By Dave Somers, Ray Stephanson, Les Reardanz and Patrick Pierce
It is well-known now that the Legislature adjourned this year without passing a capital budget for the first time in Washington state’s history.
Many people are very familiar with the potential impacts on education and social services. What is less obvious is the impact the lack of a capital budget will have on environmental cleanup in the state, including our own Port Gardner Bay in Everett.
Since 2007, the Port of Everett has worked diligently in partnership with the state Department of Ecology and our private partners to clean up 212 acres of historic contamination in our waterways. With no capital budget, this means no money is currently budgeted for the Port’s Mill A Cleanup for 2017-19.
The Port of Everett has long served as the economic engine for our community, leveraging the deep harbor of the Everett waterfront into jobs and opportunity for generations of families. And that work continues as the Port completes environmental restoration all across the harbor— returning contaminated sites to productive use and clearing the way for economic growth, public access and a healthier harbor.
The Port of Everett has a proven track record of cleaning up its waterfront sites under the Puget Sound Initiative, while also incorporating infrastructure investments to put the properties back into productive use. In the past decade, the Port has aggressively pursued these cleanups, and now 71 percent of our upland properties are remediated. These cleanups have facilitated the revitalization of the waterfront with the Fisherman’s Harbor development underway with residences, a hotel and restaurants. They have also allowed our business development team to recruit several new tenants to our Riverside Business Park, which will support upward of 800 jobs in the region.
But we aren’t done yet. Our largest cleanup — the Weyerhaeuser Mill A Cleanup — is right in front of us with a start date planned for 2020. With no capital budget, our Mill A cleanup did not receive funding for the 2017-19 biennium. This is a great concern to our county and city, as the Port estimates it needs about $35 million in matching state funds to implement its legal requirement to clean up the Mill A site in the 2019-21 budget. The capital budget impasse makes it difficult for our state partners to meet their share of the cleanup obligation. The cleanup is a precursor to future economic development at the Seaport.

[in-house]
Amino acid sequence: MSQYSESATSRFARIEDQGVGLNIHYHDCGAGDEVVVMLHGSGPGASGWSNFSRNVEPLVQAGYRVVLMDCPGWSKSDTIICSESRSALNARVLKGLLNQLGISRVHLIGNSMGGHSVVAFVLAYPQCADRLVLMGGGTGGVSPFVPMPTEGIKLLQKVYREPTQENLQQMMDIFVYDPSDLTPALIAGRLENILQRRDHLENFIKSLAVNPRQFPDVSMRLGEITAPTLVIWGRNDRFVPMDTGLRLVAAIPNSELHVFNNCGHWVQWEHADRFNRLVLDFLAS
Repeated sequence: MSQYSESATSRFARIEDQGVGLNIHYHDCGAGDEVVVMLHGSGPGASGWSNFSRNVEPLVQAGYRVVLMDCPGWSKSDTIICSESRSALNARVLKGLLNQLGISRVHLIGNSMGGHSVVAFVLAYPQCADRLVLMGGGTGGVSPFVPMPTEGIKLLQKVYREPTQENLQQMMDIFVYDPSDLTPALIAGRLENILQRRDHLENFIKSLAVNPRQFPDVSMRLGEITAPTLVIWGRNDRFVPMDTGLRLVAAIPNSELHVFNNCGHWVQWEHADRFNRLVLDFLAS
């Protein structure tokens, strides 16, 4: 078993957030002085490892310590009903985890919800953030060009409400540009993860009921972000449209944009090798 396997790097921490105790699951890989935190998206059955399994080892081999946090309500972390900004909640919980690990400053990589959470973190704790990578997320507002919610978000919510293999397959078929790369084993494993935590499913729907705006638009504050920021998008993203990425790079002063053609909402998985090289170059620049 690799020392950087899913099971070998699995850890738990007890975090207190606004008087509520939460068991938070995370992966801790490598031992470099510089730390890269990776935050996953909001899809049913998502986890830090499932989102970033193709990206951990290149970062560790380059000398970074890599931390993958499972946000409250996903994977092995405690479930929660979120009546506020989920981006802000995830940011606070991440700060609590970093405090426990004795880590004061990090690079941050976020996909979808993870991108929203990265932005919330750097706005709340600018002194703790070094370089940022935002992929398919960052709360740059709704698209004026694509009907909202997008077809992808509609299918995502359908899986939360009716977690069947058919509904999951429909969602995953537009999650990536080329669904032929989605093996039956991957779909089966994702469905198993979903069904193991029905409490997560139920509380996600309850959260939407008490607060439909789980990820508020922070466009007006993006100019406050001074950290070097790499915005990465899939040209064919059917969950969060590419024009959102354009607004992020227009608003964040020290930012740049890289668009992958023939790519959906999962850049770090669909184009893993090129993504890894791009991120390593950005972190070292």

Mill A was a former Weyerhaeuser Mill that operated on the Everett waterfront for nearly a century. While Weyerhaeuser has been a great partner in remediation of this contamination, the state’s share is also needed. The Mill A site is located in the heart of the Port’s international seaport, which supports the No. 1 customs export district in Washington state at $29.3 billion annually in exports in 2016. It also supports more than 35,000 jobs in the region, with 60 percent of jobs within Snohomish County tied to international trade. The statewide percentage tied to trade is 40 percent.
In addition to this key project, there are other urgent needs that are going unmet because of the failure of the legislative process, including capital projects to help us better address our communities’ mental health, substance abuse and homelessness challenges. The state’s partnership is critical in advancing these projects to make progress on these issues.
We urge legislators to include environmental cleanups for priority bays, such as Port Gardner Bay’s Mill A Cleanup, in a 2017-19 capital budget, and pass a capital budget that is good for our kids, health, environment and the economy.
Dave Somers is Snohomish County executive. Ray Stephanson is mayor of Everett. Les Reardanz is the CEO of the Port of Everett and Patrick Pierce is president of Economic Alliance of Snohomish County.